Conservatives in crisis

It's easy to surmise that conservatives aren't satisfied with their options for a presidential candidate.

It's easy to surmise that conservatives aren't satisfied with their options for a presidential candidate. But you know it has gotten bad when the editor of influential conservative blog Red State writes these words just weeks away from the first caucuses: "Lastly, and in all honesty, this field of candidates deeply depresses me."

Erick Erickson wrote this blog post while explaining why he doesn't plan to endorse any of the candidates for president in part because of the problems inherent in continuing to blog about the race while having already placed his bet but also due to the depressing options.

And while commentators and Republicans living in the early primary states seem breathless with enthusiasm over Newt Gingrich, the party establishment appears less than thrilled with him as their nominee. Joe Scarborough of Morning Joe called Gingrich "repulsive politically," at the famed 92nd Street Y in New York Wednesday night during an event on the 2012 election. "This is a party at the presidential level that is not well," he added.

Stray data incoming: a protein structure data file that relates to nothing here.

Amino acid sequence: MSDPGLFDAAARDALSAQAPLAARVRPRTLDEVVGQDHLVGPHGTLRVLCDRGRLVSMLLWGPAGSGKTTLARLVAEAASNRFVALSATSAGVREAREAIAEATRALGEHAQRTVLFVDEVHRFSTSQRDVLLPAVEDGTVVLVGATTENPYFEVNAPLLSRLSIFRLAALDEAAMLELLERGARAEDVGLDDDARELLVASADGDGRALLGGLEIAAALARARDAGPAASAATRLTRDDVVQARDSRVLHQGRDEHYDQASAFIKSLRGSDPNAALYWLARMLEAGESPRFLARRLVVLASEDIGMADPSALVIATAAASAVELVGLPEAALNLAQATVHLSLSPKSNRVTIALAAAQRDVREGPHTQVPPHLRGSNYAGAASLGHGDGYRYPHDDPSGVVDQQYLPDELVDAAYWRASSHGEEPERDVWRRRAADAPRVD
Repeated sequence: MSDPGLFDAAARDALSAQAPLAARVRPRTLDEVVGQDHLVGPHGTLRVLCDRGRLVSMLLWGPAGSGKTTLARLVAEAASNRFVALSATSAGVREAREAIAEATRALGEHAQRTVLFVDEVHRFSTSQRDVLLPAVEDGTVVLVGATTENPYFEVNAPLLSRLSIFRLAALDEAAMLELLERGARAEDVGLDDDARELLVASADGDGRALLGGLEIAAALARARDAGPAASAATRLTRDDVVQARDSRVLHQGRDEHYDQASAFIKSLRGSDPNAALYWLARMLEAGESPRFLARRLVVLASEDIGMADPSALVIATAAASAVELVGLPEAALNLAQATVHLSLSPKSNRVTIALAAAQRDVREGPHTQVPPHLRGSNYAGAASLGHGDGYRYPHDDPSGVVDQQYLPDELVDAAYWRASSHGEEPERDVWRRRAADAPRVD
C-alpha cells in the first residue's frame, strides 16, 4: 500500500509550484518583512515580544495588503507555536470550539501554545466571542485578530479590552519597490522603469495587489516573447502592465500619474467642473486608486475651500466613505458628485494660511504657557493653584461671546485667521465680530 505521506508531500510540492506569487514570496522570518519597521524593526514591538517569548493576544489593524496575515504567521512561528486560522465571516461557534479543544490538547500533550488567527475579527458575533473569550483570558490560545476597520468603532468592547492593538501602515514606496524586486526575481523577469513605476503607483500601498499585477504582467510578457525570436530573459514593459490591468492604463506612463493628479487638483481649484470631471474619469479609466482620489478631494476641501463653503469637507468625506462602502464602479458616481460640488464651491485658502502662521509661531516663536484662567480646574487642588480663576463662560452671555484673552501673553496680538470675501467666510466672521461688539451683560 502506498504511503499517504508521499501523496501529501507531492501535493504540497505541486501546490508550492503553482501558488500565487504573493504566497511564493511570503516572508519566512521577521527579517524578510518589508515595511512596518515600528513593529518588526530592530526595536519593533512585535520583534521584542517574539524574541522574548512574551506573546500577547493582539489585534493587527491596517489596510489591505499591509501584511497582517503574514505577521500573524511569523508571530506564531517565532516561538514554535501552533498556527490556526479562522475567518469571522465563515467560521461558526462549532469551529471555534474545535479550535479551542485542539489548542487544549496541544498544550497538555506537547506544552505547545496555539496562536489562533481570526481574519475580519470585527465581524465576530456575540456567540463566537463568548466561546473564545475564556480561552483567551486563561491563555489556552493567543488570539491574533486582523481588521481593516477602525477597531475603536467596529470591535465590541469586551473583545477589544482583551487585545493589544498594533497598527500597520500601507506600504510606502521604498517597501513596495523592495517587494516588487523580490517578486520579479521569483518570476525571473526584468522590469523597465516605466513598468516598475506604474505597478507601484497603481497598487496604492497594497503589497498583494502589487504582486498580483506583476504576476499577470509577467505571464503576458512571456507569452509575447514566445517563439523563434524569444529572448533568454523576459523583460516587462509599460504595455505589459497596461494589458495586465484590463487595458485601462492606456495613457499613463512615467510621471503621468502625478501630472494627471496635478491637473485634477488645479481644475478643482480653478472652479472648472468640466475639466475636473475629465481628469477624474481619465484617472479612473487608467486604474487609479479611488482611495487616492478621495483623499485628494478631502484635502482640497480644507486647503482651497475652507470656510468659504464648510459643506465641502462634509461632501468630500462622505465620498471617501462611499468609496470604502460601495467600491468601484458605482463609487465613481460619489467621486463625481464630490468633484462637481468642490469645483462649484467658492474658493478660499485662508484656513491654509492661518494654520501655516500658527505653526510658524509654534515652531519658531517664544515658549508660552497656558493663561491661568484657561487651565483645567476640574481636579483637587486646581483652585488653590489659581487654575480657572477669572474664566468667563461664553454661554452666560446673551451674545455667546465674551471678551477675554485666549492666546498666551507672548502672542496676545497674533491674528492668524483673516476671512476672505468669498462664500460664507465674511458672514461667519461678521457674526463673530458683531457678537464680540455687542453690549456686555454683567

Erickson seems to agree:

I can see a day soon on the horizon where I just give up and focus on House and Senate races instead of the top race.

We have two more GOP presidential debates before the end of the year, including one in Des Moines this Saturday. We've seen candidates drop out (Herman Cain), make horrible gaffes (Michele Bachmann's retardationgate), and not live up to expectations (Rick Perry). Most likely there's more drama to come, but what remains less likely is that one of the current candidates can dazzle their base.

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